Nuclear power is a dirty name in Aotearoa and across the globe. How does it really work?
A few months ago, The Detail did an episode looking at Aotearoa’s goal to get to 100 percent renewable electricity.
Interestingly, the most common piece of feedback wasn’t about renewables, or fossil fuels. It was about nuclear power.
“Your article was interesting,” wrote one listener, Derek, “but made no mention of nuclear fusion [which] will be the ultimate solution to replacing fossil fuel fired power generation for the entire world”.
Another listener, Andrew, pointed out the same thing: “[nuclear power] is the lowest carbon intensity, according to IPCC work … but persona non grata in New Zealand?”
Nuclear power is an interesting proposition for the world – though less so for New Zealand.
Its greenhouse gas emissions are, indeed, very small, once a plant is open and operating (it’s worth mentioning nuclear plants come with high ‘overheads’, both financial and in terms of carbon emissions, as they require enormous amounts of concrete and other materials).
Nuclear reactors produce reliable baseline electricity cheaply and efficiently.
Yet they’re thought of as dangerous – and, in a sense, fair enough: nuclear power was discovered because scientists wanted to develop the most devastating weapon ever created, and the spectres of Three Mile Island, Chernobyl and Fukushima live long in the memory.
More recently, fighting around the Zaporizhzhia nuclear plant in Ukraine terrified observers who feared a stray rocket could lead to another nuclear meltdown.
Nuclear physicist David Krofcheck from the University of Auckland does a full-on facepalm when asked about the fighting in Ukraine.
“My message to my Ukrainian and Russian friends: please do not shoot at the nuclear reactors.”
But Krofcheck says the fears many people have about the threat nuclear power poses is not always in line with the reality in 2022.
“There still is the need to be wary…but I think of all the energy that’s been generated and the spinoff diagnostics, energy generation…I think that’s probably closer to the truth than the rightfully shocking, scary events we’ve seen with nuclear power plants in Fukushima and Chernobyl.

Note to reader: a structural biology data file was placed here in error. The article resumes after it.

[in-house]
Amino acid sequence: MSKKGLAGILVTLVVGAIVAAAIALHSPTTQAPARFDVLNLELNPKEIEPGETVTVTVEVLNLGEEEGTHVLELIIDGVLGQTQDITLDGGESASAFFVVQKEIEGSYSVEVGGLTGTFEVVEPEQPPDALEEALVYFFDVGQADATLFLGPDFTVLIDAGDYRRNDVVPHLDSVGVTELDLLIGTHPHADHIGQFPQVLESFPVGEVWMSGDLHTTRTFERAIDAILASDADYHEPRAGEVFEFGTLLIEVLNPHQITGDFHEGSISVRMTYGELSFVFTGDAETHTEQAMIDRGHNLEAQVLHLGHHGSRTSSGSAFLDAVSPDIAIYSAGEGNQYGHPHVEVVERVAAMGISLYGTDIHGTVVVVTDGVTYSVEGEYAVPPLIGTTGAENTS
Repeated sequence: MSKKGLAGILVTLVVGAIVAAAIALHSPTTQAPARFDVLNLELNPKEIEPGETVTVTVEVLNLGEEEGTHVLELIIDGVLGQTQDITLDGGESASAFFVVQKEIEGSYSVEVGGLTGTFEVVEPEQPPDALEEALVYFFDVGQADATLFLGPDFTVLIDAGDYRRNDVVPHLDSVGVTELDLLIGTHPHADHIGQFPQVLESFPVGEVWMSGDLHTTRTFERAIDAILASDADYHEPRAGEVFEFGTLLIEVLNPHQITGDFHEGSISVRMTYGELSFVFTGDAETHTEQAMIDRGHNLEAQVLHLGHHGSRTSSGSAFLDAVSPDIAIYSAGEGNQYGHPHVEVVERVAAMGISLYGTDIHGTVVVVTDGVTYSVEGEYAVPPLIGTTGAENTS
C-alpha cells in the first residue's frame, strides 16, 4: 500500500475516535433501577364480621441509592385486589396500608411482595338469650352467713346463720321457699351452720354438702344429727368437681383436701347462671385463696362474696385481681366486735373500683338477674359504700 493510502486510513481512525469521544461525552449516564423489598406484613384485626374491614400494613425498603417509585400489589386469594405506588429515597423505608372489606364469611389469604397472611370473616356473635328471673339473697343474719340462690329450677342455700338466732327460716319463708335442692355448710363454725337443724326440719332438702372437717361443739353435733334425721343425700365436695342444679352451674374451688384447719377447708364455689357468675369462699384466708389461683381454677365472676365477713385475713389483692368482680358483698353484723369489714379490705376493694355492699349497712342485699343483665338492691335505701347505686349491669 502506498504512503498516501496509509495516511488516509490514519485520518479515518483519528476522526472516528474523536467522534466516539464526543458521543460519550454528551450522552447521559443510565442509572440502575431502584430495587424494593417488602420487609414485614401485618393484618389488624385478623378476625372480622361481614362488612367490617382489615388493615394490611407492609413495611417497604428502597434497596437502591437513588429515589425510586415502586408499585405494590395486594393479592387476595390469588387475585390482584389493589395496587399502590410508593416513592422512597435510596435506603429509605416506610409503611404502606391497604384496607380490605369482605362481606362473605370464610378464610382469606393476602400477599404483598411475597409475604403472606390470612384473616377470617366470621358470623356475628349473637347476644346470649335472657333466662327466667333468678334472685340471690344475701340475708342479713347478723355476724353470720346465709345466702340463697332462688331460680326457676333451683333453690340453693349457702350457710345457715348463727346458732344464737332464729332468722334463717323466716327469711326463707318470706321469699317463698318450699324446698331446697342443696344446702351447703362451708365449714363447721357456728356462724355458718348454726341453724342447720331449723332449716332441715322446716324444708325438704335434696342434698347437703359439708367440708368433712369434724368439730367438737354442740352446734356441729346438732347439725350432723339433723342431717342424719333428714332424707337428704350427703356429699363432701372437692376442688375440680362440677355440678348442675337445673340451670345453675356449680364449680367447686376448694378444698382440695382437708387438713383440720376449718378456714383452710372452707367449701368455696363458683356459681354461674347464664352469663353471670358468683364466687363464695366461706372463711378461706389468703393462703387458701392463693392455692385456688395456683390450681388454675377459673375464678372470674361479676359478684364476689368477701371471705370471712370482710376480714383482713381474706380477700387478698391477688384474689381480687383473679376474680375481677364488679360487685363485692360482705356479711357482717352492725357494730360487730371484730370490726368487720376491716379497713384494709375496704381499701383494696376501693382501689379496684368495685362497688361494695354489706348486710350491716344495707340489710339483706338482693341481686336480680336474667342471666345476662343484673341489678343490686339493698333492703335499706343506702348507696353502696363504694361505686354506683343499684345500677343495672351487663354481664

“I think those were the aberrations, not the norm, and I think a lot of people may not want to hear that, but that’s my observation.”
Krofcheck says nuclear power is produced when a heavy nucleus, like uranium, is encouraged to split into two lighter pieces, releasing a whole lot of energy.
That energy heats up water, which then boils and creates steam, which turns a turbine, which makes power.
“Nuclear power is just an incredibly sophisticated way to boil water,” Krofcheck says.
Of course, accidents at nuclear facilities can be devastating: the Chernobyl accident rendered more than 2500 square kilometres of land uninhabitable, and may be contributing to the premature deaths of thousands of people.
Yet proponents of nuclear power may viably point out that hundreds of thousands of people die every year from complications stemming from air pollution caused by burning fossil fuels.
“The two cases we’re talking about…you build a Soviet Union-style reactor, which has since been completely taken offline or massively remodelled…and you’ve got to be careful where you locate them. Maybe it’s not so good to build a nuclear power plant in an earthquake zone.
“I think that is the trade-off for a stable base of energy…that societies want to have.”
Krofcheck says nuclear power probably isn’t going to be necessary in New Zealand in the short-term future: we have many methods of producing renewable electricity, from hydro to wind to solar, as well as significant geothermal reserves.
And nuclear power plants don’t come cheap: you need to invest billions of dollars, and you need to have a real need for baseline generation to make a large-scale plant viable.
There is also the issue of public sentiment: New Zealand’s nuclear-free stance lives long in the memory, and in a sense forms part of our national identity and independence on the world stage.
Krofcheck says that may change in the future, as nuclear reactors get smaller and we develop more sophisticated ways of dealing with nuclear waste, which is currently stored in barrels which are kept on-site.
But he says humanity cannot view nuclear power as a be-all and end-all: it’s a bridge, he says, between the age of fossil fuels, and the energy utopia of renewables, which should be the ultimate goal.
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